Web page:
I do love me some American regionalist art. Hirschl & Adler‘s “Of the People” online exhibition featured figurative artists who “have grappled with the human condition in all its multi-faceted depth and complexity.” Among the lovely collection of 20th century works was this impressive 1953 canvas by Jules Kirschenbaum (American, 1930-2000), titled Without the Hope of Dreams (86 x 39 inches), available for $135,000. (Image courtesy of Hirschl & Adler, New York.)

I wish I could cover more, but alas, there’s just too much good art. I’ll leave you with this numinous and mesmerizing video work from Shahzia Sikander (Pakistani, b. 1969), Reckoning (2020; ed. of 7 + 2 APs). Available from Sean Kelly Gallery for $75,000. I have admired Sikander’s mosaic works, but this is the first video work I’ve seen. I dig it. The artist has a traveling show opening at The Morgan Library in New York in June 2021.

Watch with sound on!!

Shahzia Sikander, Reckoning, 2020. Video courtesy of Sean Kelly Gallery, New York.

On Spirituality & Art: Avant-Garde Art Advisory’s New Mission

If you’ve been to my website before, you might notice a few changes to the look and language of the site…well, Avant-Garde’s art advisory has refined our mission, and I wanted to take this opportunity to explain in greater detail what inspired this new direction, and what it means. (Note the appraisal arm of my business remains the same!)

In 2019, I was suffering some stress in regards to my business. Some people recommended therapy or medication, and while those solutions can have their merits, I wanted something more sustainable: I sought a spiritual-wellness practice that would help bring some balance and harmony to my life. I listened to the wisdom of several spiritual leaders and thought leaders from various backgrounds and affiliations: from Buddhist monks to Christian pastors, spiritual gurus to enlightened doctors and academics. Some consistent (and perhaps self-evident) themes were that 1) we are all one. The racial, cultural, or political differences between us are an illusion; and 2) nearly everyone lauded the benefits of meditation, because it focuses our awareness in the present. We only exist in the present moment, the here and now.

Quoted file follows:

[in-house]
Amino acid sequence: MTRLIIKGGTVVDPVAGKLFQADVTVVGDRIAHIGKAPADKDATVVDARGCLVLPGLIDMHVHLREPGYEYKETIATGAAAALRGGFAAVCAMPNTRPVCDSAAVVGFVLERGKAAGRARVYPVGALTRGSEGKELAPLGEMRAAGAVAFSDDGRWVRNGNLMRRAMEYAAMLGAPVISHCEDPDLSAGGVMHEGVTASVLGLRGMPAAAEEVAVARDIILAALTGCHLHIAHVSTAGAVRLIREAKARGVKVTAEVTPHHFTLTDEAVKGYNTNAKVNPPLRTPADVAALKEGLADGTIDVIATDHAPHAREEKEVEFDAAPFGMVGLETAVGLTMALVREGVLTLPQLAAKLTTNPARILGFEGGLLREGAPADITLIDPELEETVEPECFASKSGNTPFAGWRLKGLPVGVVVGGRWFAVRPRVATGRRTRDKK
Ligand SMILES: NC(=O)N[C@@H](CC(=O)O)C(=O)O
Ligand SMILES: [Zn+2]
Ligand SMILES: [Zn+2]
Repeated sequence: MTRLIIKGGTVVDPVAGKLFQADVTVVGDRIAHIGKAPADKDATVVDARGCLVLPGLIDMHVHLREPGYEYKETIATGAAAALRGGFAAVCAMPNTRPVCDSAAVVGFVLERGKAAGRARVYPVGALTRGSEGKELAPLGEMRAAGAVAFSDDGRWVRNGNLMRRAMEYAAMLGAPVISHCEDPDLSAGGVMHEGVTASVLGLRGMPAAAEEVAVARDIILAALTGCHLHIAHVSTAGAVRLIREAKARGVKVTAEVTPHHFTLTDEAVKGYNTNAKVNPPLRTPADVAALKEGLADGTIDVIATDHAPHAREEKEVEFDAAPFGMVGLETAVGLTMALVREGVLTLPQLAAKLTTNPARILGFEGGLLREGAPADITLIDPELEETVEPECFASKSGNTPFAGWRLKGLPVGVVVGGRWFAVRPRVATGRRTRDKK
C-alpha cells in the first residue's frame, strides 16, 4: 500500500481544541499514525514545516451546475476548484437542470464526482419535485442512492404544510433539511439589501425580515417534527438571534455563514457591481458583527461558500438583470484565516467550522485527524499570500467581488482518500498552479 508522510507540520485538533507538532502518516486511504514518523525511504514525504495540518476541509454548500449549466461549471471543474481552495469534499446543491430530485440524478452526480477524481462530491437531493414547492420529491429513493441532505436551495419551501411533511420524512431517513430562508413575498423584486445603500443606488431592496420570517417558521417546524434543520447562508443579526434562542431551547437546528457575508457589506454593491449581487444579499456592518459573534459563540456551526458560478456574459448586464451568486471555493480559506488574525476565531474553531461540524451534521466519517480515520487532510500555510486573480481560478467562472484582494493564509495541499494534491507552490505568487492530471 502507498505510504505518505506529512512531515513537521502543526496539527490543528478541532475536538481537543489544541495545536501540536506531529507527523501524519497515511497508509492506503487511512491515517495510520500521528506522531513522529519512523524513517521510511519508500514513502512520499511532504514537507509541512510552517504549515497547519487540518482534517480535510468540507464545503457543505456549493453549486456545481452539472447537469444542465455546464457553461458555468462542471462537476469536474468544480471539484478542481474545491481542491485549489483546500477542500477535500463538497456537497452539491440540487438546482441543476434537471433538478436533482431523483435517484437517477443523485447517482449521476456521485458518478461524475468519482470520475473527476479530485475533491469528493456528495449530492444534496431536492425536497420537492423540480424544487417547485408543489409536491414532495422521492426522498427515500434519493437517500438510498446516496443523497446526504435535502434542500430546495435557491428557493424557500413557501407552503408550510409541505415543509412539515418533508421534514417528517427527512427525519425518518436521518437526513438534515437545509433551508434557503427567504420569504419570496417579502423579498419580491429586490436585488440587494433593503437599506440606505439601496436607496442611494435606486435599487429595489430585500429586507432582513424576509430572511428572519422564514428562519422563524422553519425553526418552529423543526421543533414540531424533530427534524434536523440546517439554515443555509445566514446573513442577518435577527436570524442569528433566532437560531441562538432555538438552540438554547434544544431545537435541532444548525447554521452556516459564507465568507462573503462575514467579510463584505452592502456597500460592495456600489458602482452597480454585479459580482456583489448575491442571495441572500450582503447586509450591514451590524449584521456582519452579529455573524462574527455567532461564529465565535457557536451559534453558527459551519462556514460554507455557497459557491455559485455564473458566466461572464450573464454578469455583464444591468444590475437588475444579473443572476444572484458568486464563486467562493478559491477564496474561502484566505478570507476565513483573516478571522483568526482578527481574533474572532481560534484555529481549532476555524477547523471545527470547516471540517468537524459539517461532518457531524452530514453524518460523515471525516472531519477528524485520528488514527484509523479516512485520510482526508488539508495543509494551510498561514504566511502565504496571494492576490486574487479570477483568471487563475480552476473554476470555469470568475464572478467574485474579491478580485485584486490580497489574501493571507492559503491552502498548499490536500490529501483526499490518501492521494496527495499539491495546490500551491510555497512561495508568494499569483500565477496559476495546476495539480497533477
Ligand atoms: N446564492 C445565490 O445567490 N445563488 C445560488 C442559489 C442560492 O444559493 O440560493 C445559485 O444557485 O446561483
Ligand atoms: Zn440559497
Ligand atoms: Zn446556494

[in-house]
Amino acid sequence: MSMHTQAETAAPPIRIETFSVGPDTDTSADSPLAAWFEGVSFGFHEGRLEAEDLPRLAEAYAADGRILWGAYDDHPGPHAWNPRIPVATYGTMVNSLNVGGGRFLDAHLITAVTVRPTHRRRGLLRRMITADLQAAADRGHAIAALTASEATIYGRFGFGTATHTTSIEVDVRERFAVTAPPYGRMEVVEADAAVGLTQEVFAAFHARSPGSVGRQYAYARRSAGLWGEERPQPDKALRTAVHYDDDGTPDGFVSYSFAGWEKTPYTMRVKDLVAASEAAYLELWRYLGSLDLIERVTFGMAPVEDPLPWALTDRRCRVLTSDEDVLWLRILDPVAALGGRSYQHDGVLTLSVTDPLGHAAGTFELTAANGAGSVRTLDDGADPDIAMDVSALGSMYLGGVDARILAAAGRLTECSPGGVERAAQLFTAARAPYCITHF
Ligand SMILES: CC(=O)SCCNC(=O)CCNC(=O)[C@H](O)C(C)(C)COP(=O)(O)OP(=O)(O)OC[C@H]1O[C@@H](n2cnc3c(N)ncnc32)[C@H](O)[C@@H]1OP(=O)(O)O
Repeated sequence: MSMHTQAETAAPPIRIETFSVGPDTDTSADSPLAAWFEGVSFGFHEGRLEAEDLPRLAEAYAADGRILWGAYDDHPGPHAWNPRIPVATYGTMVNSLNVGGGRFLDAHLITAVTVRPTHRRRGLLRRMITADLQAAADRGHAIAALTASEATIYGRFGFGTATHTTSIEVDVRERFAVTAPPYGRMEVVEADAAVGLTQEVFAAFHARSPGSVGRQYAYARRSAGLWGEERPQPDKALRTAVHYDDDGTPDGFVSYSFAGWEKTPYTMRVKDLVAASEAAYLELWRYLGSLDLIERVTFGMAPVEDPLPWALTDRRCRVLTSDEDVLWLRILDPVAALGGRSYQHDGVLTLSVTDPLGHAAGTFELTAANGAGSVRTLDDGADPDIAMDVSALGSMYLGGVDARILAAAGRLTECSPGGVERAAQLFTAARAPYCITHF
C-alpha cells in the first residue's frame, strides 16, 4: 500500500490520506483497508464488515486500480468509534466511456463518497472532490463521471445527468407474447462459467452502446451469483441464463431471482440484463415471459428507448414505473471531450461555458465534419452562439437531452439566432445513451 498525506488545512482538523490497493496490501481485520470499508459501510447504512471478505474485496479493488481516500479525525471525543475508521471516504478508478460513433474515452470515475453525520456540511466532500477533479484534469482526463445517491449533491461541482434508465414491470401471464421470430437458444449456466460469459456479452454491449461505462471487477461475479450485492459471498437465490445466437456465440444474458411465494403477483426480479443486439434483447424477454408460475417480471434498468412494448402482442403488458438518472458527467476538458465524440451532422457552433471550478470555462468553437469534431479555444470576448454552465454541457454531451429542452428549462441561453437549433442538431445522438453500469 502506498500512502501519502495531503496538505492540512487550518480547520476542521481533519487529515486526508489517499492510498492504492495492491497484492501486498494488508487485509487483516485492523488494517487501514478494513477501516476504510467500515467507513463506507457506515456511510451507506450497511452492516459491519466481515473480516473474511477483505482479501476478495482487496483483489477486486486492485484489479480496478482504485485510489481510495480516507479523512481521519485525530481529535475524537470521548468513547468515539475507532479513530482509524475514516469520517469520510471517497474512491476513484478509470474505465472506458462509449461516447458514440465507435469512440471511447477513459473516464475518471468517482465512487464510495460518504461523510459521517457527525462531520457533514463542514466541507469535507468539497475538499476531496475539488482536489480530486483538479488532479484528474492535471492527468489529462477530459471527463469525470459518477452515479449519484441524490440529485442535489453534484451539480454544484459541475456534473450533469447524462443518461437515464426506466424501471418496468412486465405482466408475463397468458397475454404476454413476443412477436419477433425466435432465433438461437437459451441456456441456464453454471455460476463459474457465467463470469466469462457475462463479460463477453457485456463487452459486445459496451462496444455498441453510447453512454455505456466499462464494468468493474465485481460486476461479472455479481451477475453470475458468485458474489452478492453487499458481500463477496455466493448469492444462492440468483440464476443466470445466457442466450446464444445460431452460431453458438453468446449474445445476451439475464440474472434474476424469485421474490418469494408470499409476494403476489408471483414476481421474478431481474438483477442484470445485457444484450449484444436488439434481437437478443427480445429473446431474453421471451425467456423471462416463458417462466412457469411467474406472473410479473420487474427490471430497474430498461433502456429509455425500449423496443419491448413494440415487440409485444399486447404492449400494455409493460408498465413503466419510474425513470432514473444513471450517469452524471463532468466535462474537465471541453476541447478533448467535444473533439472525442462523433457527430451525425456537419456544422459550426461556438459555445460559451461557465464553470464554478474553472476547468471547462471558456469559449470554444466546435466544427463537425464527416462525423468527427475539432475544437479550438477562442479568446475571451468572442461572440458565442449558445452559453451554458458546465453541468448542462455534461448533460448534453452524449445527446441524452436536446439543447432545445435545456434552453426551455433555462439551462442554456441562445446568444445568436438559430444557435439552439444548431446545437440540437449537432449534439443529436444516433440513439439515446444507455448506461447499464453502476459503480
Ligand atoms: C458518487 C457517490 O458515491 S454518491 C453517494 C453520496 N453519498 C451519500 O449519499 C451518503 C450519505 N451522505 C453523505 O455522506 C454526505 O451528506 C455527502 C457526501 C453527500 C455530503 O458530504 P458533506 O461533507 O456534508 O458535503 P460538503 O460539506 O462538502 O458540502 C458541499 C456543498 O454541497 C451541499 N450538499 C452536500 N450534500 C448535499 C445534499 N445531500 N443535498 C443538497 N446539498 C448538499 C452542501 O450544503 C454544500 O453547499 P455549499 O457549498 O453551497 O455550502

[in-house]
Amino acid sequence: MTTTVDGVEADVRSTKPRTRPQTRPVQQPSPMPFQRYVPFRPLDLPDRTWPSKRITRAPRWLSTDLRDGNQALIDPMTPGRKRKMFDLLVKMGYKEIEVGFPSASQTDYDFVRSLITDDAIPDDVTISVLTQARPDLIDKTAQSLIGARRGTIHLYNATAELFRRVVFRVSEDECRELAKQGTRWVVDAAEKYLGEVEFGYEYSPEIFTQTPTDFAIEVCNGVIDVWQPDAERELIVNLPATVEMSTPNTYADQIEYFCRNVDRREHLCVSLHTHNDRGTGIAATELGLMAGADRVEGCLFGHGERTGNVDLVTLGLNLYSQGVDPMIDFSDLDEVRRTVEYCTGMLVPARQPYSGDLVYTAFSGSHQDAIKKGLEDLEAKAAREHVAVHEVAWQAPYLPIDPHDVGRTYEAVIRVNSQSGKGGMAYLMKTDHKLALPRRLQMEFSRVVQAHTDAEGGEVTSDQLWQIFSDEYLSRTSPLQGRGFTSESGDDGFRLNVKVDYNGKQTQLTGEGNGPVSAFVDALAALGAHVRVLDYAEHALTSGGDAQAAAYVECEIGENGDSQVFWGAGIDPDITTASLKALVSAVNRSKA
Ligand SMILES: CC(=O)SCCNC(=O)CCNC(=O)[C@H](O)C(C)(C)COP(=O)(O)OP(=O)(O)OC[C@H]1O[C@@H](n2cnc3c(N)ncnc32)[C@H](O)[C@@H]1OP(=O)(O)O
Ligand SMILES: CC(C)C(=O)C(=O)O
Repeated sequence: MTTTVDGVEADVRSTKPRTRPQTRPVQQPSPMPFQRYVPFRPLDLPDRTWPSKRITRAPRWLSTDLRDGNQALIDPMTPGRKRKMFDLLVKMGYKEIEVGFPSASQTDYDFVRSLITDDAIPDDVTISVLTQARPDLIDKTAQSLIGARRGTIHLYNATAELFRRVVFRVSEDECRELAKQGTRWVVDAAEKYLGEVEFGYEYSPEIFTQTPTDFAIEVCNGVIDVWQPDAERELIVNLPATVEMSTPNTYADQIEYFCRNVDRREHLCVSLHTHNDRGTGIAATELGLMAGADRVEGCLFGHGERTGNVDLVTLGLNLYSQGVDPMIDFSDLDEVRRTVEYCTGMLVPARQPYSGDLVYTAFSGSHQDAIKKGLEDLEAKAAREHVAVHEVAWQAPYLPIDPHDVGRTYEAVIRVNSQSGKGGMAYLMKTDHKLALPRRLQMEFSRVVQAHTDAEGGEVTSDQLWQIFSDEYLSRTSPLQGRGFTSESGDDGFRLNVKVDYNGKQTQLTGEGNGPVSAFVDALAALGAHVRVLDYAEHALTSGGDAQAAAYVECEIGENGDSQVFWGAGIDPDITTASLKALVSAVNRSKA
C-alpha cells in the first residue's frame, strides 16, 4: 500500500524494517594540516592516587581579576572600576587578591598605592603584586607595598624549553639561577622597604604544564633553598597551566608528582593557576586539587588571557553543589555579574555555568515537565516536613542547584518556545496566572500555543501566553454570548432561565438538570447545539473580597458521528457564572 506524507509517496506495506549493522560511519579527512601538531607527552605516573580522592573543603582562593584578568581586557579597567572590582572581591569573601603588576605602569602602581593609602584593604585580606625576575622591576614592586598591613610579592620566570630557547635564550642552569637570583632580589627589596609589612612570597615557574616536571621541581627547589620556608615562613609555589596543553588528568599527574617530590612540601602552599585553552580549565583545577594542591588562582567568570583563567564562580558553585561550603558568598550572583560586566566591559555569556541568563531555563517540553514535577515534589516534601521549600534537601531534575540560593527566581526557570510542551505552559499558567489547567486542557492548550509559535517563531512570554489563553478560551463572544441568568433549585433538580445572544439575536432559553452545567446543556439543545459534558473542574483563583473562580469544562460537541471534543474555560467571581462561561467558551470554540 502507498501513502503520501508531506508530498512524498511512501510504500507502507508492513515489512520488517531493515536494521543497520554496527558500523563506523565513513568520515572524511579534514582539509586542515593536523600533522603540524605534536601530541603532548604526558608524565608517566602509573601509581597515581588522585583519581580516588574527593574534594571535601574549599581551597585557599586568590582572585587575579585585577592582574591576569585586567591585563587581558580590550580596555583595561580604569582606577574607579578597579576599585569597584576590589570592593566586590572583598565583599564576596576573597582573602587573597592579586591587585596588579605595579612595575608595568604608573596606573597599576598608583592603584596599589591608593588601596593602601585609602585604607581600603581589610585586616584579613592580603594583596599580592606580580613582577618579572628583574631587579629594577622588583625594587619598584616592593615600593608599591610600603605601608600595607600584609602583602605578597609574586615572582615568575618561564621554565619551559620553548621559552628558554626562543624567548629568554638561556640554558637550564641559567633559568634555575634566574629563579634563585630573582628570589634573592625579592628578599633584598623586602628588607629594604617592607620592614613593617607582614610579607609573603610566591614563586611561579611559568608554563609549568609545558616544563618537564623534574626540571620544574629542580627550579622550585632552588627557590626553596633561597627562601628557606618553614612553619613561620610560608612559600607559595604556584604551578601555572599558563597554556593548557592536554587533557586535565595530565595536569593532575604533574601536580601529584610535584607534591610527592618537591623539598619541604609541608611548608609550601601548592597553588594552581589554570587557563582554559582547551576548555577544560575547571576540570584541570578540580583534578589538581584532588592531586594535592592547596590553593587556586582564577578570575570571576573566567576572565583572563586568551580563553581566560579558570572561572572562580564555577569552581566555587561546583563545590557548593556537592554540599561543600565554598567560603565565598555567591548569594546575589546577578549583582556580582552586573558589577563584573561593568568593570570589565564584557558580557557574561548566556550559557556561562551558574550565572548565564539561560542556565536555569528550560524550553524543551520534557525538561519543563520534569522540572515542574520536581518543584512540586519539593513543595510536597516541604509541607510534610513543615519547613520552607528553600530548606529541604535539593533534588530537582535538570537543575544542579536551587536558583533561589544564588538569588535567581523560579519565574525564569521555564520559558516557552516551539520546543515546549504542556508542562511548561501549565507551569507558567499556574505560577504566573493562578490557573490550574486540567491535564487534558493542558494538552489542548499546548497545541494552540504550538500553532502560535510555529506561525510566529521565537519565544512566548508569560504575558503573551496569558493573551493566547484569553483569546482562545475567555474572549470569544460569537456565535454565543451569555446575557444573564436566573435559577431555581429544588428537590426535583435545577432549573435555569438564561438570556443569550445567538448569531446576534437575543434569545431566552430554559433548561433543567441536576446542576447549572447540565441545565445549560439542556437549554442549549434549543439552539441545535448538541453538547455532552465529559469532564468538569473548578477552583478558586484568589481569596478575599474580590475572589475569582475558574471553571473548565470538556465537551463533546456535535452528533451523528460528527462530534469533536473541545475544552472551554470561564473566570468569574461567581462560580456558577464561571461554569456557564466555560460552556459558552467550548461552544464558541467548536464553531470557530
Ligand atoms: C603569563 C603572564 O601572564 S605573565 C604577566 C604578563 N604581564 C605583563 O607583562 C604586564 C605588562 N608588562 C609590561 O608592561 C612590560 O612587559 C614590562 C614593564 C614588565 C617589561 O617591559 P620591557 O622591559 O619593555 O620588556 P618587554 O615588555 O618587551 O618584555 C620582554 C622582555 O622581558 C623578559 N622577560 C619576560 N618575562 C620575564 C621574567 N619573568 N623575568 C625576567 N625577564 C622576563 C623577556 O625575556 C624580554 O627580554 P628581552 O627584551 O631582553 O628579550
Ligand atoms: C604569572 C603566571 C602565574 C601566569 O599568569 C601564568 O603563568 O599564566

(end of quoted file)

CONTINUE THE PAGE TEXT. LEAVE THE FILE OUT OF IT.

It was not long after that I had an epiphany: wait a minute…art is my spiritual practice!

Cezanne-Still Life w Apples Getty
Paul Cézanne, Still Life with Apples, c. 1893-94 (Getty Center, Los Angeles)

Experiencing art is an intuitive practice in mindfulness—it is about presence, compassion, and awakening to that greater “oneness.” When I spend a few hours at a museum or gallery-hopping in Chelsea, I enter a contemplative state akin to meditation: I am present with the art, and I am in a heightened state of awareness. I feel abundant peace and calm at the end of my art outing, and that’s because art is a physical manifestation of a higher consciousness, or awareness. Artists are like shamans: they tap into that higher awareness and put it into form, to share it with us. That is why the best art has something a little unknowable about it…a veil of otherworldliness to it.